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ToK - How does the way in which we express ourselves influence our understanding of others?

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How does the way in which we express ourselves influence our understanding of others?

Expressing ourselves:

to set forth the opinions, feelings, etc., of (oneself)


personal interpretation

to perceive the meaning of; grasp the idea of; comprehend


the capacity or power of persons or things to be a compelling force on or produce effects on the actions, behavior, opinions,etc., of others:

Ways in which we express ourselves:

Art, speaking, actions, sports…

I'm trying to talk about the Arts. This includes painting, sculpturing, performing music, composing music, photography, etc.

Would incorporating the ways of knowing be something like:

Art: through perception, reason, emotion, language

Perception: what they see

Reason: reasoning of the message implied through the piece of artwork (incorporates language)

Emotion: this alters the reasoning of the knower, when the knower relates the artwork to a personal experience, the emotion related with the experience has a part in the reasoning. Different people might have different emotions regarding the same experience, and different people might also relate the artwork to different experiences that they have undergone. Therefore, most peoples' reasoning would be different.

Now, how would I incorporate the areas of knowledge?

And what views do you guys have on the knowledge issue?

My real life situation is:

Sometimes when I'm feeling down, I retreat to my room and play my violin, which expresses the emotions which I felt at that moment. I also read on the newspaper that a German artist Peter Nagel used barbie dolls to expresses the pondering questions of life, such as "Where do we come from? Who are we? Where do we go?"

Edited by fat+dog

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Hmm this is a practice topic?

I think it's a really interesting question, and I guess I want to know what you think about it. I'm glad you've given parameters and thought about ways of knowing and areas of knowledge, but what do you have to say about the question itself?

About your question relating to the areas of knowledge--you've already figured out that you want to talk about the arts. Maybe include another area? The arts that you've mentioned really incorporate a lot, but if I was reading your essay about the this question relating to the arts, I'd want to know what you think about math or science or history or something else.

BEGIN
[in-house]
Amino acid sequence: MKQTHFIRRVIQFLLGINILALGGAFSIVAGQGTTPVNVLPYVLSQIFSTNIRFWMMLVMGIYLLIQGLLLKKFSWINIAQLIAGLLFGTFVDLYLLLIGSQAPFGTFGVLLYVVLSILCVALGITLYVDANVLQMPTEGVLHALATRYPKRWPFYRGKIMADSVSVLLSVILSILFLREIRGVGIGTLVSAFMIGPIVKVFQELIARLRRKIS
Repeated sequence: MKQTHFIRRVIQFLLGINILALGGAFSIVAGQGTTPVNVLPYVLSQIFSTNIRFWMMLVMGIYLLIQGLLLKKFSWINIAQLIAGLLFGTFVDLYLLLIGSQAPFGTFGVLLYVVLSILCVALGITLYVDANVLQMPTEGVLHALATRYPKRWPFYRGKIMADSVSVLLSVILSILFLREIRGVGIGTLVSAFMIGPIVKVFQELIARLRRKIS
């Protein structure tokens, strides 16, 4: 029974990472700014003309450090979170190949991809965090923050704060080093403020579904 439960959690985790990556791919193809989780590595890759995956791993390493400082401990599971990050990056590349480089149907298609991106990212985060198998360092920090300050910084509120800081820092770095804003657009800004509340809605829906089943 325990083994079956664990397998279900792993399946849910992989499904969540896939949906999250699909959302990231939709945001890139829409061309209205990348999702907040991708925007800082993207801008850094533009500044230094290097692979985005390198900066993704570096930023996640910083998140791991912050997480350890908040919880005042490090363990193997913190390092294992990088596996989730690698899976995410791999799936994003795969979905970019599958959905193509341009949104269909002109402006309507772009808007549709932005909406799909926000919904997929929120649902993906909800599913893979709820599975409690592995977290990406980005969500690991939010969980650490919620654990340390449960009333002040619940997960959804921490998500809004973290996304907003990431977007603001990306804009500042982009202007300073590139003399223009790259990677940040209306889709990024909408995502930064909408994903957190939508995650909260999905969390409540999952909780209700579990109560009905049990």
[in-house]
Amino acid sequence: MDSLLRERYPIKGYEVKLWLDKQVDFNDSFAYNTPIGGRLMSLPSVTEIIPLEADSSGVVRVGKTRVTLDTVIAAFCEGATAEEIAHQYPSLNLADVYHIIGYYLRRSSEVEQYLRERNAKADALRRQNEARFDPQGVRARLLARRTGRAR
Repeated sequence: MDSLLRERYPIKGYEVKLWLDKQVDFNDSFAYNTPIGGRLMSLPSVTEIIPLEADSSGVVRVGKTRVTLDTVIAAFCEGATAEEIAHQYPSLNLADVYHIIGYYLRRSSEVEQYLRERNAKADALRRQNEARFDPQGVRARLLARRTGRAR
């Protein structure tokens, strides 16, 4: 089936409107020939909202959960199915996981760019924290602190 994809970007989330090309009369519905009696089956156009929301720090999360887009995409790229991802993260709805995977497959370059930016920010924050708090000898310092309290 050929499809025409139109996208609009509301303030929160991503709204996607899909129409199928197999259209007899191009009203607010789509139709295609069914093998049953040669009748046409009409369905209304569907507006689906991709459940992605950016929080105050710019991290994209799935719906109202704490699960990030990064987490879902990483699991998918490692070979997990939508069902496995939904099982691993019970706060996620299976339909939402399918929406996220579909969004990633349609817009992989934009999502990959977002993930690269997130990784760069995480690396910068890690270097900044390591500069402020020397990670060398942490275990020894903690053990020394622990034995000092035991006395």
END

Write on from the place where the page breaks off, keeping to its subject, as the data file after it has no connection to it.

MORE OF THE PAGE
Also, don't feel that you have to cover three or four ways of knowing unless the prompt asks you to. Two is fine. Three is good, but don't feel like you need a third one.

So my questions to you are 1) what are you arguing? 2) how will you support your argument [AOK and WOK]? 3) what's the bigger picture? [this is where I see knowledge issues really come into play]

This question implies that the way in which we express ourselves does influence our understanding of others. The whole prompt is a big knowledge issue that you can break down. Also look at the areas of knowledge you discuss. Are there inherent differences? What does this mean? Look at the ways of knowing you'll talk about. Do some of them make our impressions stronger? Is this bad? If so, is this always bad? What are the obstacles in gaining knowledge about ourselves and others? Are we always judging others based on how we see ourselves? Does this mean that if we can see ourselves more clearly, then we can see others more clearly? These might not be knowledge issues. I wouldn't know how to define them. But they may get you to thinking, which is how good analysis comes about, and that'll make your essay significant.

So what are you thinking?

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Just a few general random points in response to your post:

  • You seem to already have defined the Area of Knowledge: the Arts.
  • I would be the last person to argue against the concept of music for communication, but I think this topic would be a lot easier to tackle from the Language perspective, because it is a whole Way of Knowing by itself and you could talk about the Sapir-Whorf hypothesis and the deep links between language and thought and therefore the understanding of others. I suppose you could count music(/art) as a language but it would be harder to discuss in this context.
  • I personally wouldn't consider the Nagel thing as an example of this as he's expressing himself to influence other people's understanding of life in general, as opposed to a) expressing himself as a way of influencing his own understanding and b) understanding of others as opposed to beliefs about life (which, to me, seems like the 'bigger picture' as opposed to individual people).

As for the second and third points: of course, you can defend your points as the topic is open for interpretation and since it's your topic you can define the words in the topic however you like. So my answers may not necessarily be "correct" but, again, they're just general responses that I hope can add another point of view :coffee:

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